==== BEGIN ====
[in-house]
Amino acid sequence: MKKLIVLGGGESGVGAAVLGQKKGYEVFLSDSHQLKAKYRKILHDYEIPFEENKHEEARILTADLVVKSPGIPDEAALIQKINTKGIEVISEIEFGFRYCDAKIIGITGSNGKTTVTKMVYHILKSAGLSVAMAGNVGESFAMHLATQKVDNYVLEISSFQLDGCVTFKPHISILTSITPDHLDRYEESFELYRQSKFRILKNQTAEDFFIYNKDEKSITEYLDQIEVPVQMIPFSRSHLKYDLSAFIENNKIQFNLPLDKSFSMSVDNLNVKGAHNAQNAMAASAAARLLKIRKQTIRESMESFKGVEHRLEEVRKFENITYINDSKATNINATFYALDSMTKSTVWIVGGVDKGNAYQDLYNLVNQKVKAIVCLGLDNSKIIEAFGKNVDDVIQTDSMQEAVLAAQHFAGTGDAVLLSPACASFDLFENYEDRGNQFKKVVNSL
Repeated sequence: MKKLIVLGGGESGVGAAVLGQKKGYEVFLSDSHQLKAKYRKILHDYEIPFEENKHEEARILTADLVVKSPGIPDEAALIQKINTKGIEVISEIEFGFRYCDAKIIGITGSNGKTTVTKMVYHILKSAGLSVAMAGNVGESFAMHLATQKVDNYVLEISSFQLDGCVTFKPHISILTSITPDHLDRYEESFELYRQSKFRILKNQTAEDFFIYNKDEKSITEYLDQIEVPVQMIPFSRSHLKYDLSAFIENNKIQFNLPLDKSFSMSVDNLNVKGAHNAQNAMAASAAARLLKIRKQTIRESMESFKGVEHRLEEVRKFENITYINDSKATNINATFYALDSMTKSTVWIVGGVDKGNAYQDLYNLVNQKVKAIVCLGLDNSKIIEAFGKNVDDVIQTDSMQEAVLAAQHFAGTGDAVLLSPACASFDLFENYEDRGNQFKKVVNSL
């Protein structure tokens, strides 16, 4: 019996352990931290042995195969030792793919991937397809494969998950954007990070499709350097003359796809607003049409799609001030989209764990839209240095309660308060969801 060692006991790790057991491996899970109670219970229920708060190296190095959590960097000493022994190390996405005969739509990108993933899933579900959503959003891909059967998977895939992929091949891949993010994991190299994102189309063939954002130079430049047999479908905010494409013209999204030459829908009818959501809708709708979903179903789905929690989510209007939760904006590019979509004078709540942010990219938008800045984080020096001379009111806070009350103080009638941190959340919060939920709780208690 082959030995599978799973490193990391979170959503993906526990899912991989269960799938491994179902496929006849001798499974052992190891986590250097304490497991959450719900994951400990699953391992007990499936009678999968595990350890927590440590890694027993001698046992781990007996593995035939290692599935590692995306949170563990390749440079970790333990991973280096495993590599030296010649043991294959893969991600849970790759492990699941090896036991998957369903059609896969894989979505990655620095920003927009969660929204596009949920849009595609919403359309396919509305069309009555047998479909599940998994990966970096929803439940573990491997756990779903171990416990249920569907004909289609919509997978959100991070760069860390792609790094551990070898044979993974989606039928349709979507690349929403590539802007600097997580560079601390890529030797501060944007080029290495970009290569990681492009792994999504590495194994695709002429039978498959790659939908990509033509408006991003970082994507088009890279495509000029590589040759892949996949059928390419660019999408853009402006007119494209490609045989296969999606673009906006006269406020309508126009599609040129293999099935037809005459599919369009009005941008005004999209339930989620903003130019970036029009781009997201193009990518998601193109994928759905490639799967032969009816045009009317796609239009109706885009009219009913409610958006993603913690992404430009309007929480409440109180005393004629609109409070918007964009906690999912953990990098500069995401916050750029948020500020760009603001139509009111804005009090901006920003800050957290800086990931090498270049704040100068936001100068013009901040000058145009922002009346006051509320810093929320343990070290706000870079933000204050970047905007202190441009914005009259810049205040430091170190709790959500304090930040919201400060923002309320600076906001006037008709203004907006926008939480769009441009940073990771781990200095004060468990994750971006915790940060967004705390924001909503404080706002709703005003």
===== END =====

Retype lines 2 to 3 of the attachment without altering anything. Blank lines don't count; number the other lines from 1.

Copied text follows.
Amino acid sequence: MKKLIVLGGGESGVGAAVLGQKKGYEVFLSDSHQLKAKYRKILHDYEIPFEENKHEEARILTADLVVKSPGIPDEAALIQKINTKGIEVISEIEFGFRYCDAKIIGITGSNGKTTVTKMVYHILKSAGLSVAMAGNVGESFAMHLATQKVDNYVLEISSFQLDGCVTFKPHISILTSITPDHLDRYEESFELYRQSKFRILKNQTAEDFFIYNKDEKSITEYLDQIEVPVQMIPFSRSHLKYDLSAFIENNKIQFNLPLDKSFSMSVDNLNVKGAHNAQNAMAASAAARLLKIRKQTIRESMESFKGVEHRLEEVRKFENITYINDSKATNINATFYALDSMTKSTVWIVGGVDKGNAYQDLYNLVNQKVKAIVCLGLDNSKIIEAFGKNVDDVIQTDSMQEAVLAAQHFAGTGDAVLLSPACASFDLFENYEDRGNQFKKVVNSL
Repeated sequence: MKKLIVLGGGESGVGAAVLGQKKGYEVFLSDSHQLKAKYRKILHDYEIPFEENKHEEARILTADLVVKSPGIPDEAALIQKINTKGIEVISEIEFGFRYCDAKIIGITGSNGKTTVTKMVYHILKSAGLSVAMAGNVGESFAMHLATQKVDNYVLEISSFQLDGCVTFKPHISILTSITPDHLDRYEESFELYRQSKFRILKNQTAEDFFIYNKDEKSITEYLDQIEVPVQMIPFSRSHLKYDLSAFIENNKIQFNLPLDKSFSMSVDNLNVKGAHNAQNAMAASAAARLLKIRKQTIRESMESFKGVEHRLEEVRKFENITYINDSKATNINATFYALDSMTKSTVWIVGGVDKGNAYQDLYNLVNQKVKAIVCLGLDNSKIIEAFGKNVDDVIQTDSMQEAVLAAQHFAGTGDAVLLSPACASFDLFENYEDRGNQFKKVVNSL